Sedimentary rocks, those made of little crumbled bits of pre-existing rocks, are all originally deposited in horizontal layers (or very close to it). This is one of the most important principles in understanding how to assign ages to rocks.
The problem is, that most rock layers that we see are anything but perfectly horizontal. Take a look at this, for example:
This is a photo from Siccar Point in Scotland shows two generations of rock layers. Both sets of rock layers were originally deposited horizontally, but they have been subsequently tilted and eroded. You can get the whole story of how these rocks got this way by looking here.
For the moment, we’re just interested in understanding how we can describe this ’tilty-ness,’ and illustrate it on a two-dimensional map.
To do this, geologists use “Strike and Dip.” (I swear, it sounds like a dance move.)
Even though ‘Strike’ is the first word there, it is the hardest part to conceptualize, so we’ll start with ‘Dip.’ Dip is easy.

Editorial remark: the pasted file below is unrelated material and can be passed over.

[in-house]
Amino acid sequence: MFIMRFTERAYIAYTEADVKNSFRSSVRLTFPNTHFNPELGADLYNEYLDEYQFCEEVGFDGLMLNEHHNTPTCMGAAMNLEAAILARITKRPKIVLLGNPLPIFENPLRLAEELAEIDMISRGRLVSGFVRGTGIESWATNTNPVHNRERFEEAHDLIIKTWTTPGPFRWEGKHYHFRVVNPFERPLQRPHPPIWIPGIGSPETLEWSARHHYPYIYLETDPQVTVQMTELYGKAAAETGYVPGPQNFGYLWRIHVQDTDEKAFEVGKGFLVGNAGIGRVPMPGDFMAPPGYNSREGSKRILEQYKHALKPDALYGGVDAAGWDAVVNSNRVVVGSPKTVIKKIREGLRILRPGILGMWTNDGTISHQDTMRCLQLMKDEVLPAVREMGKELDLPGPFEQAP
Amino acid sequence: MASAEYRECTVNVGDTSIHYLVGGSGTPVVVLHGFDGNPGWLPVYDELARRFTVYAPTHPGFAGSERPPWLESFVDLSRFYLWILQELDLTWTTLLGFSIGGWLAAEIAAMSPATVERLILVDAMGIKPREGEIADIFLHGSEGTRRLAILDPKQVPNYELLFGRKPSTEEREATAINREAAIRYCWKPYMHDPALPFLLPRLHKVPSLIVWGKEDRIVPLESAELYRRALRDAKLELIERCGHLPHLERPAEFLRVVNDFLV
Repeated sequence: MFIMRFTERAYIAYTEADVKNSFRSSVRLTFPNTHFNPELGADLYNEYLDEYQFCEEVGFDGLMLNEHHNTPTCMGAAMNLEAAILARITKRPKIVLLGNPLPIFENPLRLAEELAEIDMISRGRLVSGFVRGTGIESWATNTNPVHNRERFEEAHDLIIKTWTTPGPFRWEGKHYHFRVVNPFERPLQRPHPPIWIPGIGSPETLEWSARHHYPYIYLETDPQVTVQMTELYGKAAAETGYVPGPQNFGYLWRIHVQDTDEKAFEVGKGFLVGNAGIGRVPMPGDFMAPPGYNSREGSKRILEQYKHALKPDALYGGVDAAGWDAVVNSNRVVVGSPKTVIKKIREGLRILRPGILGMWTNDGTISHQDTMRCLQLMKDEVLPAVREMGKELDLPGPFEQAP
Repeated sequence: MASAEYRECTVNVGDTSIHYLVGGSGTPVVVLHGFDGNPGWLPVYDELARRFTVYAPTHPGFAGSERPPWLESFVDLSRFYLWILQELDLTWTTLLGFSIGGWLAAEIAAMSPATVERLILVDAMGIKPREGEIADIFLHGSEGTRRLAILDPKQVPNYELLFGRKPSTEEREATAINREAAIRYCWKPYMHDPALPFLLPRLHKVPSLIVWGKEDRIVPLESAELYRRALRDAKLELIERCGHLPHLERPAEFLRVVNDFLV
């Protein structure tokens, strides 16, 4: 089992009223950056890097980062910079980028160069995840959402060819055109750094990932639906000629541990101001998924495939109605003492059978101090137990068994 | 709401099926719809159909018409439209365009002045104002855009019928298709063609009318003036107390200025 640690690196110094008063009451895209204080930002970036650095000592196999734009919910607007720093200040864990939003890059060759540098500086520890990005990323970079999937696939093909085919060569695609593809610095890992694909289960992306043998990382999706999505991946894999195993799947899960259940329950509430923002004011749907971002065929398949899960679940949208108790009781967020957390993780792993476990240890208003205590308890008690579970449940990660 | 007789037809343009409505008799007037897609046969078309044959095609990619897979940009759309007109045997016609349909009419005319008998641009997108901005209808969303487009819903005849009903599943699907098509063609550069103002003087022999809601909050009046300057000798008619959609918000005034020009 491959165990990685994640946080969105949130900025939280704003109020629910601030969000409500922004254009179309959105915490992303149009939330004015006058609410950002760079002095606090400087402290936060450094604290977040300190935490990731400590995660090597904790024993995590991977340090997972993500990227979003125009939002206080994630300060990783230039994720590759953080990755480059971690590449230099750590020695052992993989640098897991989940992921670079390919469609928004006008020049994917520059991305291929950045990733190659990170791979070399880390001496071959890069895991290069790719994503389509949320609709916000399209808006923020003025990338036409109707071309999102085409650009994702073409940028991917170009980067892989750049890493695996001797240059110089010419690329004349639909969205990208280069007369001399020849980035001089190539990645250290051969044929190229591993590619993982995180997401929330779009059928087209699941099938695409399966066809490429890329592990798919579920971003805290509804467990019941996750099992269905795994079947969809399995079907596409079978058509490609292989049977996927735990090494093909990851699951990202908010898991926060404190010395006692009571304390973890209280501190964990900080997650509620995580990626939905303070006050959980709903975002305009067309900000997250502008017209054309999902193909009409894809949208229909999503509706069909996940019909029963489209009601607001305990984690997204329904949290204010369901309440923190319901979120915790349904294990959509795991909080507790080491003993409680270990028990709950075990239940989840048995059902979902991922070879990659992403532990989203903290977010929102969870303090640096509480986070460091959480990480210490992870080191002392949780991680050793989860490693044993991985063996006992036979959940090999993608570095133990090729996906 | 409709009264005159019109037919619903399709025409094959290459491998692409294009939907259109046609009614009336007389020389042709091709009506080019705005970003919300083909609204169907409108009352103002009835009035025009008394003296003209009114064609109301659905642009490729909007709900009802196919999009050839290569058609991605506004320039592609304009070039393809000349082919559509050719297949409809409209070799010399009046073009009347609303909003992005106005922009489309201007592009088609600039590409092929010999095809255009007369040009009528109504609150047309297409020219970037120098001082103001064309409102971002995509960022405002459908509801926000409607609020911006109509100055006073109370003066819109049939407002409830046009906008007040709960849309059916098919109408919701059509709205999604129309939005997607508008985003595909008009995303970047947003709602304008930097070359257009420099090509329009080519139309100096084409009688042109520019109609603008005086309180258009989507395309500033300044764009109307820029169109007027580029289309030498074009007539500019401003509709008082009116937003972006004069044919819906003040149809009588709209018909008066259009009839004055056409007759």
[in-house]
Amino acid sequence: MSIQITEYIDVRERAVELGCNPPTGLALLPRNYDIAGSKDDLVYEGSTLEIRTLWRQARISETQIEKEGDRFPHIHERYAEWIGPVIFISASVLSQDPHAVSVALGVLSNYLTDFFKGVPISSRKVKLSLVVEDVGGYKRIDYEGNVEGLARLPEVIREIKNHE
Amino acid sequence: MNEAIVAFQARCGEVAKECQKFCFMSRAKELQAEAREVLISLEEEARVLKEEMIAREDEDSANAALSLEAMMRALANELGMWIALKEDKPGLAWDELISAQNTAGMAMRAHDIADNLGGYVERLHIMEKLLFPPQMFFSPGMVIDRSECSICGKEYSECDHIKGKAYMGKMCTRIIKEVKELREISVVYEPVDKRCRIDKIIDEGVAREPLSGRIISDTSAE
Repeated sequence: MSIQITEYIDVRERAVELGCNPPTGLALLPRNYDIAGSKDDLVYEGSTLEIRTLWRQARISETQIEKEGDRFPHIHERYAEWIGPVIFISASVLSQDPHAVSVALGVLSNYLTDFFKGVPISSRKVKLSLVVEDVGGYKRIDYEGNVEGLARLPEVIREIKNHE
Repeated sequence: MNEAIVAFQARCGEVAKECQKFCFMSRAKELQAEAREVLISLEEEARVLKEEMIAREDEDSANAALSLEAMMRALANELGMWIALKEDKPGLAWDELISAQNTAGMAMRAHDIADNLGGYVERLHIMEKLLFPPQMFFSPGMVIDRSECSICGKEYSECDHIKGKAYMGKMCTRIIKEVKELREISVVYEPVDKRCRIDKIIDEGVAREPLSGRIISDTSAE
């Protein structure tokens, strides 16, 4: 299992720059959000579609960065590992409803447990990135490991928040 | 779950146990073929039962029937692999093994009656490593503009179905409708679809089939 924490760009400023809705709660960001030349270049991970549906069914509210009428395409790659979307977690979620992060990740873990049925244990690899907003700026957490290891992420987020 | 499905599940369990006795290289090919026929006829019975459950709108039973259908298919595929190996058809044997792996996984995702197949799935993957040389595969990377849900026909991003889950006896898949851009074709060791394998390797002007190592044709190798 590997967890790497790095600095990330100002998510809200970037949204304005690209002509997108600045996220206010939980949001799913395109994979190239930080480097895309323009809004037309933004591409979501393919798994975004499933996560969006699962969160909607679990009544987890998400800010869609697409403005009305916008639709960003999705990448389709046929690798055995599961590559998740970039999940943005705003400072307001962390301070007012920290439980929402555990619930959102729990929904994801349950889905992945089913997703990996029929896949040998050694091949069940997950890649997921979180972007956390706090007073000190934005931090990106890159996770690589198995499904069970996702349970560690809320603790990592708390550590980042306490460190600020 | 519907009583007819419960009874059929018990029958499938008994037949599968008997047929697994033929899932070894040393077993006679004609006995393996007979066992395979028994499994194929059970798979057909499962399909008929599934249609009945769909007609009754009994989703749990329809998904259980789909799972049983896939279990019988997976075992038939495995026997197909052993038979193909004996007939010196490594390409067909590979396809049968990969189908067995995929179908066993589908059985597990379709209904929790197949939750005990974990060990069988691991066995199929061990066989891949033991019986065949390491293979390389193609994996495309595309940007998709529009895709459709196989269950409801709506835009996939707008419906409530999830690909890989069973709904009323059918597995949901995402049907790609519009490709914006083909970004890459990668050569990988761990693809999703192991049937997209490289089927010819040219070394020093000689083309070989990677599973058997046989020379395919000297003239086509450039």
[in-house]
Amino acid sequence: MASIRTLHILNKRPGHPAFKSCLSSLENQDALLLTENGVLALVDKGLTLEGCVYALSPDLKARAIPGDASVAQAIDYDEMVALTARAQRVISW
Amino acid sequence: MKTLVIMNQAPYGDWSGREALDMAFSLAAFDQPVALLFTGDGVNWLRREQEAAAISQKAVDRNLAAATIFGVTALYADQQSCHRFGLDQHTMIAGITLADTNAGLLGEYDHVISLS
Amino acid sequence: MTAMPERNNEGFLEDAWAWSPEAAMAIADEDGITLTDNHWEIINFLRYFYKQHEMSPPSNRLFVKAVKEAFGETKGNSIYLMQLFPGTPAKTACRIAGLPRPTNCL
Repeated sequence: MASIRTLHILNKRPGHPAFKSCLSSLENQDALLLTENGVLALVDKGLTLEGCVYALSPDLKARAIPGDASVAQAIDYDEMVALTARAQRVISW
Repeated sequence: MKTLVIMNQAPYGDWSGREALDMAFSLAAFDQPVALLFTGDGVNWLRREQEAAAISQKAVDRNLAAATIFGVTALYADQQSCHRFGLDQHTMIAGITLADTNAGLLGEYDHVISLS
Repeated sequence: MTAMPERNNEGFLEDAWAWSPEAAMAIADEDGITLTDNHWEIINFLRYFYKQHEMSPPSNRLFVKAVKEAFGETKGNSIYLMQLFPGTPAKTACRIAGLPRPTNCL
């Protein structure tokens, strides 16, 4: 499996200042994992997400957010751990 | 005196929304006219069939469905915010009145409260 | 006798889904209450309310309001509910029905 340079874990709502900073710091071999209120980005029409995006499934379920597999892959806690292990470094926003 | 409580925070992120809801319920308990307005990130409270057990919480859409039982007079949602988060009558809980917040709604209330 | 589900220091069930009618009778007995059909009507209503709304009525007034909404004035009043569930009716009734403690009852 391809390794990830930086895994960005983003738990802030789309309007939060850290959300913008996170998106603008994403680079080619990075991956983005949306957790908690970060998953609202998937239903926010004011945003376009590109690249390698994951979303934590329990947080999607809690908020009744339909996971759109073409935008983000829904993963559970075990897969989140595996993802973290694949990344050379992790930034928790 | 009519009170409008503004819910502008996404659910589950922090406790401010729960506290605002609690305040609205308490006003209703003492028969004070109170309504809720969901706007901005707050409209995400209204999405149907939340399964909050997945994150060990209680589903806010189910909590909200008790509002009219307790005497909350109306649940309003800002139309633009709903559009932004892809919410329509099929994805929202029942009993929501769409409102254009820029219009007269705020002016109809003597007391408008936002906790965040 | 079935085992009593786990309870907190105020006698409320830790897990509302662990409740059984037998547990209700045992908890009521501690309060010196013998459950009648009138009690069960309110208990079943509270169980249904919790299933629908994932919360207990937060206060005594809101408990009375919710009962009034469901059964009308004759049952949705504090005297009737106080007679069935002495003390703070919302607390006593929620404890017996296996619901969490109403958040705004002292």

Dip is the direction the rock tilts. If you put a drop of water or a marble on the rock, whatever way it rolls is the dip direction. We can measure the direction with respect to North using a compass. We can draw a line in the dip direction on a map.
Strike is more difficult to conceptualize. It is the bearing of a horizontal line that lies on the inclined plane. It’s easier to imagine, however, when you realize that it is perpendicular to the dip direction. Always.
On geologic maps, we need to show the orientation of tilted (inclined) beds (which is three dimensional) on a two-dimensional surface. To do this, we use the strike and dip symbol. This is basically a ‘T’ where the top of the T is plotted in the strike direction, and the base of the T is plotted in the dip direction. A number next to the base of the T is the dip amount.
Strike and dip are fundamental measurements taken by geologists in the field. Often, they are measured on bedding surfaces of sedimentary rocks, but can also be measured on faults, cracks, and veins. In any of these cases, it is important for the geologist to be able to represent the surface that is being measured on a two-dimensional map. This is done using the strike and dip symbol.
Hopefully this little introduction can help de-mystify one of the many things that geologists must do every day.